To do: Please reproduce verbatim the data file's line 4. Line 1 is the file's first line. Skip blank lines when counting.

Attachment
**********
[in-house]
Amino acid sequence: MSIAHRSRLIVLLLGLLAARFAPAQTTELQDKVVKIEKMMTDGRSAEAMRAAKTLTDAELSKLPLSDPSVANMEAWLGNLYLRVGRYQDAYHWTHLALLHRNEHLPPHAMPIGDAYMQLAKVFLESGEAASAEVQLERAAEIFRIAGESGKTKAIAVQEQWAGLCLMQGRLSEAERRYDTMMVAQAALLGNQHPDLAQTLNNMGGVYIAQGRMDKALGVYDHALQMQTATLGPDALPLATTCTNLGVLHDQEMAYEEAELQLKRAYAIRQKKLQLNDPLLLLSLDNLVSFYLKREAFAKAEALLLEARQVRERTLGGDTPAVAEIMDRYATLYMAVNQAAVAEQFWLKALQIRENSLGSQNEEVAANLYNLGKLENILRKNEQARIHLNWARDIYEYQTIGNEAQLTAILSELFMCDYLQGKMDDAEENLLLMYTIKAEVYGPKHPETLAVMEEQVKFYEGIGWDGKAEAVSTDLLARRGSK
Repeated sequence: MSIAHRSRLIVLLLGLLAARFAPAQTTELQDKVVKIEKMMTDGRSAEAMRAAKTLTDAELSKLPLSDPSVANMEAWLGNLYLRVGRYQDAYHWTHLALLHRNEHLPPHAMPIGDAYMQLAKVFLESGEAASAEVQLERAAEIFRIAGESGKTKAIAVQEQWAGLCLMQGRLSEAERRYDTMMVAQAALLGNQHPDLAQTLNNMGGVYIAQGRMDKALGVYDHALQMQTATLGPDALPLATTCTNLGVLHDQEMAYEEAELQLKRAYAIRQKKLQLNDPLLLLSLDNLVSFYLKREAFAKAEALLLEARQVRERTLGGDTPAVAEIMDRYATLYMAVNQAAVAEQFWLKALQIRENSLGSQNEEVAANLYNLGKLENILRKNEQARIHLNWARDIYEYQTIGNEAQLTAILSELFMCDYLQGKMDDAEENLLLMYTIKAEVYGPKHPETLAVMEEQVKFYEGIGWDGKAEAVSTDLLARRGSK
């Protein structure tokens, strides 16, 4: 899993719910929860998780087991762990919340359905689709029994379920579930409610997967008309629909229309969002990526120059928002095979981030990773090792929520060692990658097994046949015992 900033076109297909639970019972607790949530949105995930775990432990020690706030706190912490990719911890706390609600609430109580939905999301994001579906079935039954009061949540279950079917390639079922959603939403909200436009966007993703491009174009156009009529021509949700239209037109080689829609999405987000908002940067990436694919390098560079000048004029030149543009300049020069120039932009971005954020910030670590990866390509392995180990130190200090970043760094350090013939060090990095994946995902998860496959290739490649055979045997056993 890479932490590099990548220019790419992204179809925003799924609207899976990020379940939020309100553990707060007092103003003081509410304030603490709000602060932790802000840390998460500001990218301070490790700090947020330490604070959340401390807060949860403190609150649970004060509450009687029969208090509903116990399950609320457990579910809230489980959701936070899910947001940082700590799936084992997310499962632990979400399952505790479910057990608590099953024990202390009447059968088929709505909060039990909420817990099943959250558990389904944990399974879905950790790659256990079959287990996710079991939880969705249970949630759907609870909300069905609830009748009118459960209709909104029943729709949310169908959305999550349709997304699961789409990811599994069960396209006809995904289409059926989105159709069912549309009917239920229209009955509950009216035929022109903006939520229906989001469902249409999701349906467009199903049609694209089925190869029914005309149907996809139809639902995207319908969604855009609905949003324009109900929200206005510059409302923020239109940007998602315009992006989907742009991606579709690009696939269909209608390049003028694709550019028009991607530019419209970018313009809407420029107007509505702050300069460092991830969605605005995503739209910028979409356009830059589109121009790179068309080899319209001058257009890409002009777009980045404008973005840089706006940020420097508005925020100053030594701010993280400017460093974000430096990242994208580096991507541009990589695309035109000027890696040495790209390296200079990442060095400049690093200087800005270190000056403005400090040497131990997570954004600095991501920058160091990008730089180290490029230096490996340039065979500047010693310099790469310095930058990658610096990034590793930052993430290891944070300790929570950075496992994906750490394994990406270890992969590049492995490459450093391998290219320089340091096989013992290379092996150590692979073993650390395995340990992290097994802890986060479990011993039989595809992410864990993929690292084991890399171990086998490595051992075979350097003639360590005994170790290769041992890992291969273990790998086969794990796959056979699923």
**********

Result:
């Protein structure tokens, strides 16, 4: 899993719910929860998780087991762990919340359905689709029994379920579930409610997967008309629909229309969002990526120059928002095979981030990773090792929520060692990658097994046949015992 900033076109297909639970019972607790949530949105995930775990432990020690706030706190912490990719911890706390609600609430109580939905999301994001579906079935039954009061949540279950079917390639079922959603939403909200436009966007993703491009174009156009009529021509949700239209037109080689829609999405987000908002940067990436694919390098560079000048004029030149543009300049020069120039932009971005954020910030670590990866390509392995180990130190200090970043760094350090013939060090990095994946995902998860496959290739490649055979045997056993 890479932490590099990548220019790419992204179809925003799924609207899976990020379940939020309100553990707060007092103003003081509410304030603490709000602060932790802000840390998460500001990218301070490790700090947020330490604070959340401390807060949860403190609150649970004060509450009687029969208090509903116990399950609320457990579910809230489980959701936070899910947001940082700590799936084992997310499962632990979400399952505790479910057990608590099953024990202390009447059968088929709505909060039990909420817990099943959250558990389904944990399974879905950790790659256990079959287990996710079991939880969705249970949630759907609870909300069905609830009748009118459960209709909104029943729709949310169908959305999550349709997304699961789409990811599994069960396209006809995904289409059926989105159709069912549309009917239920229209009955509950009216035929022109903006939520229906989001469902249409999701349906467009199903049609694209089925190869029914005309149907996809139809639902995207319908969604855009609905949003324009109900929200206005510059409302923020239109940007998602315009992006989907742009991606579709690009696939269909209608390049003028694709550019028009991607530019419209970018313009809407420029107007509505702050300069460092991830969605605005995503739209910028979409356009830059589109121009790179068309080899319209001058257009890409002009777009980045404008973005840089706006940020420097508005925020100053030594701010993280400017460093974000430096990242994208580096991507541009990589695309035109000027890696040495790209390296200079990442060095400049690093200087800005270190000056403005400090040497131990997570954004600095991501920058160091990008730089180290490029230096490996340039065979500047010693310099790469310095930058990658610096990034590793930052993430290891944070300790929570950075496992994906750490394994990406270890992969590049492995490459450093391998290219320089340091096989013992290379092996150590692979073993650390395995340990992290097994802890986060479990011993039989595809992410864990993929690292084991890399171990086998490595051992075979350097003639360590005994170790290769041992890992291969273990790998086969794990796959056979699923």